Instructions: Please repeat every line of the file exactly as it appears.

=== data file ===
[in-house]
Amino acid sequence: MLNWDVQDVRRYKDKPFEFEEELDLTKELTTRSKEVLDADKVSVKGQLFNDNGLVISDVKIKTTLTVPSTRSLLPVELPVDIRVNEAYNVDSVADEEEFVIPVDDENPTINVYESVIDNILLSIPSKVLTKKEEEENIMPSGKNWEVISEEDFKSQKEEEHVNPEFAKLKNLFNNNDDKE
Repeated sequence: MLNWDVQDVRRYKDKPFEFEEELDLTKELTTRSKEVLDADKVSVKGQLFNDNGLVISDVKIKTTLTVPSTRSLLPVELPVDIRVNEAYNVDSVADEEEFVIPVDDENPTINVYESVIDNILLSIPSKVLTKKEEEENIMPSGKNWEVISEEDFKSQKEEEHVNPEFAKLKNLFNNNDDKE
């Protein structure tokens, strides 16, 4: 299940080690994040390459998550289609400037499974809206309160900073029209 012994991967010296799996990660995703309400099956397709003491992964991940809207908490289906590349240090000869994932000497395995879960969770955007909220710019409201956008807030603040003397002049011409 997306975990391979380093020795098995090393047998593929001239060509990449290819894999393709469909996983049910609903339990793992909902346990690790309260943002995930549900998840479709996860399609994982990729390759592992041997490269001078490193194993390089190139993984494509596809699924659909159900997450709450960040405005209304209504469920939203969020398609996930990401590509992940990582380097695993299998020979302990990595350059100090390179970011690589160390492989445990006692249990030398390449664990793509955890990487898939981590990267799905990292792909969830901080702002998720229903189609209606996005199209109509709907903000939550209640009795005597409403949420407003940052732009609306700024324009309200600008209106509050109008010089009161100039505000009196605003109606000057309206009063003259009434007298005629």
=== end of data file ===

[in-house]
Amino acid sequence: MLNWDVQDVRRYKDKPFEFEEELDLTKELTTRSKEVLDADKVSVKGQLFNDNGLVISDVKIKTTLTVPSTRSLLPVELPVDIRVNEAYNVDSVADEEEFVIPVDDENPTINVYESVIDNILLSIPSKVLTKKEEEENIMPSGKNWEVISEEDFKSQKEEEHVNPEFAKLKNLFNNNDDKE
Repeated sequence: MLNWDVQDVRRYKDKPFEFEEELDLTKELTTRSKEVLDADKVSVKGQLFNDNGLVISDVKIKTTLTVPSTRSLLPVELPVDIRVNEAYNVDSVADEEEFVIPVDDENPTINVYESVIDNILLSIPSKVLTKKEEEENIMPSGKNWEVISEEDFKSQKEEEHVNPEFAKLKNLFNNNDDKE
């Protein structure tokens, strides 16, 4: 299940080690994040390459998550289609400037499974809206309160900073029209 012994991967010296799996990660995703309400099956397709003491992964991940809207908490289906590349240090000869994932000497395995879960969770955007909220710019409201956008807030603040003397002049011409 997306975990391979380093020795098995090393047998593929001239060509990449290819894999393709469909996983049910609903339990793992909902346990690790309260943002995930549900998840479709996860399609994982990729390759592992041997490269001078490193194993390089190139993984494509596809699924659909159900997450709450960040405005209304209504469920939203969020398609996930990401590509992940990582380097695993299998020979302990990595350059100090390179970011690589160390492989445990006692249990030398390449664990793509955890990487898939981590990267799905990292792909969830901080702002998720229903189609209606996005199209109509709907903000939550209640009795005597409403949420407003940052732009609306700024324009309200600008209106509050109008010089009161100039505000009196605003109606000057309206009063003259009434007298005629």